Earlier this year Brent Ozar invited me to attend some of his online classes for free. Free is good! Training is good! I signed up with a few thoughts in mind:
- I had not taken a class recently (I like to self learn, perhaps to a fault)
- I was curious to see how Brent did the training (both as student and as someone who teaches here and there)
- Wasn’t sure how much I would learn, so I’d have to be patient and see
So far I’ve taken Mastering Index Tuning and Mastering Query Tuning. Both are online only, three day classes. Presentation is done using GotoWebinar, but class discussion is done using Slack. It’s an effective combination, more so than using the chat function in Goto or trying to mute/unmute all the attendees. I took portions of the class at home with multiple monitors and that was good, plus no need for headphones. I also did portions while having coffee at various places. That required headphones of course and worked ok, but I had to occasionally toggle back and forth between the apps. Not a deal breaker.
You see Brent the entire time and he monitors Slack, reading out comments/questions and responding to them, comes pretty close to the in-person experience and makes it feel more interactive, less watching 24 hours of webinar. The flow is good. Lecture/demo, then a self paced lab, then watching Brent work through the same lab. The labs are what I consider open – a goal to reach, but not one of those where you do step 1.1, 1.2, etc, etc, and really do give you a chance to put concepts into practice. Watching Brent work was interesting. Stuff I picked up:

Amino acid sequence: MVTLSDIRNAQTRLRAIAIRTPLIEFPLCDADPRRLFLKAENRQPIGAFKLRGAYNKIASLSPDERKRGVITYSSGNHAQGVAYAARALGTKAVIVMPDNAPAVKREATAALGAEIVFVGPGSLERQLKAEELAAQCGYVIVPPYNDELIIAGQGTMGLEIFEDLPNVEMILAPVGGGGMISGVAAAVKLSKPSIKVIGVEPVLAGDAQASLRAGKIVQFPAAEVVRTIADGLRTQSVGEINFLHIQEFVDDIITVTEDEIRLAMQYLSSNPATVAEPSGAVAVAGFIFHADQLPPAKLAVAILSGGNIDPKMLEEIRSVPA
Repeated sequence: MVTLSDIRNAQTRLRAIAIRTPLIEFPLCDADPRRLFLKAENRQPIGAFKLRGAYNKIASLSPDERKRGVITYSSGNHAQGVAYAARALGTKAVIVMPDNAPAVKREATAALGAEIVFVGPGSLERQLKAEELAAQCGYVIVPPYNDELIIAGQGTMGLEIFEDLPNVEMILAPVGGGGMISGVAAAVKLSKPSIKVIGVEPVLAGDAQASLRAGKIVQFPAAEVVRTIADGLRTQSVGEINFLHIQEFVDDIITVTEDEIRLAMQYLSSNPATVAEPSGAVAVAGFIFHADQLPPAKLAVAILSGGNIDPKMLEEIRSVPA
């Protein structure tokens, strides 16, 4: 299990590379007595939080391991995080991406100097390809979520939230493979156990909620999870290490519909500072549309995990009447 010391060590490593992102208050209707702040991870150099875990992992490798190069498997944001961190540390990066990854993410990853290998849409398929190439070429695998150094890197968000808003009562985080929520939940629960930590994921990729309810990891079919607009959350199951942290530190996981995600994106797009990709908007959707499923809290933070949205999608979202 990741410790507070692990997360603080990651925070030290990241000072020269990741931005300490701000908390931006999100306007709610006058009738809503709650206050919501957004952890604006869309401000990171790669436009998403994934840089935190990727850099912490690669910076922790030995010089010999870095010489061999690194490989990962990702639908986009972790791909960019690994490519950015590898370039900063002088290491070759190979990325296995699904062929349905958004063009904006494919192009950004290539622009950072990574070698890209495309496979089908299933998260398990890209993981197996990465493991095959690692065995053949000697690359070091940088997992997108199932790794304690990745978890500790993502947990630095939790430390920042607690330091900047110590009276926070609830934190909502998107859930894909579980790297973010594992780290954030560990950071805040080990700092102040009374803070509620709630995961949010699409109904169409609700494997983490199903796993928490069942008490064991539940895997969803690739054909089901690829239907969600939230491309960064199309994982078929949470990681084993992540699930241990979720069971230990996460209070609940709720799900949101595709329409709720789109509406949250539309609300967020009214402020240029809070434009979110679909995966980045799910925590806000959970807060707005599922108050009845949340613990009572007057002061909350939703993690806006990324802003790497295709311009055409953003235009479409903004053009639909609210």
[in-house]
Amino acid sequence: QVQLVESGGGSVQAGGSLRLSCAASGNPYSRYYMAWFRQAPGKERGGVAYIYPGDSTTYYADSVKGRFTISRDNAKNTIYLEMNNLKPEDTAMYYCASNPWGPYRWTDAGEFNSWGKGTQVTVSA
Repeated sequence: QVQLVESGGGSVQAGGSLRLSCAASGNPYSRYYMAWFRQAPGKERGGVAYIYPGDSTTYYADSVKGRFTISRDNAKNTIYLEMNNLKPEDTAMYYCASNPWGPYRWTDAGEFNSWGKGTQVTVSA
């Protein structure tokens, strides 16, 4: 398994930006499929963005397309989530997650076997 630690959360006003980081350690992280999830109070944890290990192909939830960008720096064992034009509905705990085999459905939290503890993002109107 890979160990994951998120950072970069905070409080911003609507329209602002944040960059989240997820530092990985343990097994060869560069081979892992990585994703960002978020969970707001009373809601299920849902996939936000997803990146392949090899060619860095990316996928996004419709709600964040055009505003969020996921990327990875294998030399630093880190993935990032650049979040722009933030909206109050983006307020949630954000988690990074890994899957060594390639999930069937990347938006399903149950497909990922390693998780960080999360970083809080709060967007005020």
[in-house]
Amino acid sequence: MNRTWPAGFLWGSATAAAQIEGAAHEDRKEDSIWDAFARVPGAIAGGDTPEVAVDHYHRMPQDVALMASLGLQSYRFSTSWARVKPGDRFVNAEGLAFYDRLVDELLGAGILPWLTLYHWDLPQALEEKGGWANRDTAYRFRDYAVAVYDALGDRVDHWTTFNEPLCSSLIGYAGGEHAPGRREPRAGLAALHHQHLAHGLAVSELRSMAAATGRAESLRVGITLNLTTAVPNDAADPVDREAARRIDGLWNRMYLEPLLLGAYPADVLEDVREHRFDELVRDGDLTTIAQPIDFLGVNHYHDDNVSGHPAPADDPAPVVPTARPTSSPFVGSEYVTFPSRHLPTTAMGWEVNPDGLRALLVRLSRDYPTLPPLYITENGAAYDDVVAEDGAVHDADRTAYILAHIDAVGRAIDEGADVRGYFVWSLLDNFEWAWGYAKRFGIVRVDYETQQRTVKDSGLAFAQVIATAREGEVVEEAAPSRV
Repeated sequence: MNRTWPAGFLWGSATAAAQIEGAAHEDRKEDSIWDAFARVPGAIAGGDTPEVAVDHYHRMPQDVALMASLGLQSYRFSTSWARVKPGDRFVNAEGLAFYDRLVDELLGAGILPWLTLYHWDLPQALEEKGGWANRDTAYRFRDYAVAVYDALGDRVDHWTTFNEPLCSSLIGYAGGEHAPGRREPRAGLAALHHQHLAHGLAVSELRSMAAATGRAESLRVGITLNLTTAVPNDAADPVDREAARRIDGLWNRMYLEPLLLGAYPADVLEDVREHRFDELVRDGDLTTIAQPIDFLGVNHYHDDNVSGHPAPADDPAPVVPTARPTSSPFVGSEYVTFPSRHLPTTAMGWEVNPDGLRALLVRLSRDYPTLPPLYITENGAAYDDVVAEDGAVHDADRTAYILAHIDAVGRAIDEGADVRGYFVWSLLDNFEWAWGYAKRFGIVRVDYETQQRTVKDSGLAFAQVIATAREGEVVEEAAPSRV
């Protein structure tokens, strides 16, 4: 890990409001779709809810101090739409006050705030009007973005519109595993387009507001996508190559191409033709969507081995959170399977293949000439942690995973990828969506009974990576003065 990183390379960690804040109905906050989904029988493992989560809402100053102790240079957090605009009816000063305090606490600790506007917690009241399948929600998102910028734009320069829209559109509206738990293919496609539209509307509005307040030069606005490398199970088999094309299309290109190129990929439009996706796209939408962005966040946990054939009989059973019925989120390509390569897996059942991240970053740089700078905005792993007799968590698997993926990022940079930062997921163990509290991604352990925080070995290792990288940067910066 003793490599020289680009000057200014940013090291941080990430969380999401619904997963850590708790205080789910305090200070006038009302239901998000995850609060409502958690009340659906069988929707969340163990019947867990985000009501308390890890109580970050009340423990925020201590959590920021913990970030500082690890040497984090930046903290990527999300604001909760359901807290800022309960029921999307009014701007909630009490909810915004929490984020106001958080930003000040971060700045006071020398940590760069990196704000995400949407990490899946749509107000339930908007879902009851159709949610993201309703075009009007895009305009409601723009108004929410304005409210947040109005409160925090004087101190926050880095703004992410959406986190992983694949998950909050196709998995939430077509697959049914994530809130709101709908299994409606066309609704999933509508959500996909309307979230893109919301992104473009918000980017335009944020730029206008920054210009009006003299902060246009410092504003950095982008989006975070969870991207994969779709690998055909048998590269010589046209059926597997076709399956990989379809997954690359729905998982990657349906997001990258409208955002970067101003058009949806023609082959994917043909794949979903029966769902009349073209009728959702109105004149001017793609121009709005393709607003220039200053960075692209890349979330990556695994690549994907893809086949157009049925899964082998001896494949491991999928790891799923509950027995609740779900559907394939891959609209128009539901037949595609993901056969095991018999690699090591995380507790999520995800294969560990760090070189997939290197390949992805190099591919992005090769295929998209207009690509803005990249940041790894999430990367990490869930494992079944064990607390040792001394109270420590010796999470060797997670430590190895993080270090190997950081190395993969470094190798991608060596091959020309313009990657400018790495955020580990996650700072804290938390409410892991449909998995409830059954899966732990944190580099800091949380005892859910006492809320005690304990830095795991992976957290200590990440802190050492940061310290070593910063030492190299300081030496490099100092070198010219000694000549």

- Prefixing index names with your initials when tuning so you can easily see if the query uses them, then easy to drop
- Related to that, prefix indexes you add to 3rd party apps with company name so you can easily identify (or add back when they make you drop them for upgrades/support)
- Looks for the place in the query plan where the estimates diverge more than usual, take that as a starting place for tuning
- More emphasis on removing dupe/overlapping indexes (adding indexes is common task for most of us, removing less so)
I’m sure I learned more than that. I’m guessing I knew 90 or 95% of what was taught (which doesn’t mean I didn’t learn from the discussion), but that other 5-10% was interesting and worthwhile. I’d say the main thing for me was watching someone who specializes share their process.
I thought both classes were very well done. I think deciding to go depends on where you are on the learning curve – take the time to read the course outline so you can see where you expect to learn. Senior DBA’s will get some value (I did), but someone who knows the basics plus a little will find this a great place to grow. The classes are not cheap, offset some by not having to pay airfare/hotel to get to an in-person class, and there is the intangible of having access to the recorded version, very very nice if something happens at work and you have to miss a couple hours (what are the odds, right?).
I had a good time, met my goals, and came way resolved to invest more time in classes than I have recently. Good stuff.